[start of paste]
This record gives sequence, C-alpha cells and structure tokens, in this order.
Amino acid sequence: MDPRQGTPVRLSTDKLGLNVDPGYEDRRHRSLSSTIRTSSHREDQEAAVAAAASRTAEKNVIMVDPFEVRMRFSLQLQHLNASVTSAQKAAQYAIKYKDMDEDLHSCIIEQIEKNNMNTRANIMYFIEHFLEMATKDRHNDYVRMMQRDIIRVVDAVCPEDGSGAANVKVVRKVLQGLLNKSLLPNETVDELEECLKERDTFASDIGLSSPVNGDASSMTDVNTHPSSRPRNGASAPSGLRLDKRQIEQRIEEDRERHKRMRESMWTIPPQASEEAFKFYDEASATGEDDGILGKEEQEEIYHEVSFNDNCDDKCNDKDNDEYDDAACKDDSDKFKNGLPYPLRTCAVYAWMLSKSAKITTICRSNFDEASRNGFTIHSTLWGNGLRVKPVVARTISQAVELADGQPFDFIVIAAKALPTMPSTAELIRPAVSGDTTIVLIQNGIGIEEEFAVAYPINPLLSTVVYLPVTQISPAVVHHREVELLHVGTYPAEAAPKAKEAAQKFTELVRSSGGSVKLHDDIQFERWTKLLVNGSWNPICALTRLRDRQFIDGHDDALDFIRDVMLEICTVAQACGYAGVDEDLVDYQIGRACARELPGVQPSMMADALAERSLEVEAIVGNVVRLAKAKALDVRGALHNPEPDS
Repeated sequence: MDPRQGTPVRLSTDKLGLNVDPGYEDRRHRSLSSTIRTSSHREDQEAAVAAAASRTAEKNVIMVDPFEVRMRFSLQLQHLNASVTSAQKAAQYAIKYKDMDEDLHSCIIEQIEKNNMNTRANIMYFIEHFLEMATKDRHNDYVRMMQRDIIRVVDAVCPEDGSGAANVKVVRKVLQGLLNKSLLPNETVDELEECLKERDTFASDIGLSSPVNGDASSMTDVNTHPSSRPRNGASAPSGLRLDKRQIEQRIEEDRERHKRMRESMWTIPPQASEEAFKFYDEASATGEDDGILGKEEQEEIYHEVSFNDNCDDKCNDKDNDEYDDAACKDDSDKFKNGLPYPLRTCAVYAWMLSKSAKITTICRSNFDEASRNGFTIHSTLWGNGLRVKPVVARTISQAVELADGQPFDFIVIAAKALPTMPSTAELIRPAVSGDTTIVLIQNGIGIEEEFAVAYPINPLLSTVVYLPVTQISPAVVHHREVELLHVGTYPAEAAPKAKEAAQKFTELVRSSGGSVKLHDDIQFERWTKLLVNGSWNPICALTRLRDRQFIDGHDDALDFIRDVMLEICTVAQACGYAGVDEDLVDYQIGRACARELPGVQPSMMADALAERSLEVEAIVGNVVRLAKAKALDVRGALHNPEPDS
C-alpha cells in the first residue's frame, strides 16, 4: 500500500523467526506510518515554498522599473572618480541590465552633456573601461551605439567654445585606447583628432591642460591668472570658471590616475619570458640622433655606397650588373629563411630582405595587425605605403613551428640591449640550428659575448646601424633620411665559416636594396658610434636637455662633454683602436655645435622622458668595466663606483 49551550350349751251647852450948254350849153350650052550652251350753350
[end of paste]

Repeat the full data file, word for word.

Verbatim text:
This record gives sequence, C-alpha cells and structure tokens, in this order.
Amino acid sequence: MDPRQGTPVRLSTDKLGLNVDPGYEDRRHRSLSSTIRTSSHREDQEAAVAAAASRTAEKNVIMVDPFEVRMRFSLQLQHLNASVTSAQKAAQYAIKYKDMDEDLHSCIIEQIEKNNMNTRANIMYFIEHFLEMATKDRHNDYVRMMQRDIIRVVDAVCPEDGSGAANVKVVRKVLQGLLNKSLLPNETVDELEECLKERDTFASDIGLSSPVNGDASSMTDVNTHPSSRPRNGASAPSGLRLDKRQIEQRIEEDRERHKRMRESMWTIPPQASEEAFKFYDEASATGEDDGILGKEEQEEIYHEVSFNDNCDDKCNDKDNDEYDDAACKDDSDKFKNGLPYPLRTCAVYAWMLSKSAKITTICRSNFDEASRNGFTIHSTLWGNGLRVKPVVARTISQAVELADGQPFDFIVIAAKALPTMPSTAELIRPAVSGDTTIVLIQNGIGIEEEFAVAYPINPLLSTVVYLPVTQISPAVVHHREVELLHVGTYPAEAAPKAKEAAQKFTELVRSSGGSVKLHDDIQFERWTKLLVNGSWNPICALTRLRDRQFIDGHDDALDFIRDVMLEICTVAQACGYAGVDEDLVDYQIGRACARELPGVQPSMMADALAERSLEVEAIVGNVVRLAKAKALDVRGALHNPEPDS
Repeated sequence: MDPRQGTPVRLSTDKLGLNVDPGYEDRRHRSLSSTIRTSSHREDQEAAVAAAASRTAEKNVIMVDPFEVRMRFSLQLQHLNASVTSAQKAAQYAIKYKDMDEDLHSCIIEQIEKNNMNTRANIMYFIEHFLEMATKDRHNDYVRMMQRDIIRVVDAVCPEDGSGAANVKVVRKVLQGLLNKSLLPNETVDELEECLKERDTFASDIGLSSPVNGDASSMTDVNTHPSSRPRNGASAPSGLRLDKRQIEQRIEEDRERHKRMRESMWTIPPQASEEAFKFYDEASATGEDDGILGKEEQEEIYHEVSFNDNCDDKCNDKDNDEYDDAACKDDSDKFKNGLPYPLRTCAVYAWMLSKSAKITTICRSNFDEASRNGFTIHSTLWGNGLRVKPVVARTISQAVELADGQPFDFIVIAAKALPTMPSTAELIRPAVSGDTTIVLIQNGIGIEEEFAVAYPINPLLSTVVYLPVTQISPAVVHHREVELLHVGTYPAEAAPKAKEAAQKFTELVRSSGGSVKLHDDIQFERWTKLLVNGSWNPICALTRLRDRQFIDGHDDALDFIRDVMLEICTVAQACGYAGVDEDLVDYQIGRACARELPGVQPSMMADALAERSLEVEAIVGNVVRLAKAKALDVRGALHNPEPDS
C-alpha cells in the first residue's frame, strides 16, 4: 500500500523467526506510518515554498522599473572618480541590465552633456573601461551605439567654445585606447583628432591642460591668472570658471590616475619570458640622433655606397650588373629563411630582405595587425605605403613551428640591449640550428659575448646601424633620411665559416636594396658610434636637455662633454683602436655645435622622458668595466663606483 49551550350349751251647852450948254350849153350650052550652251350753350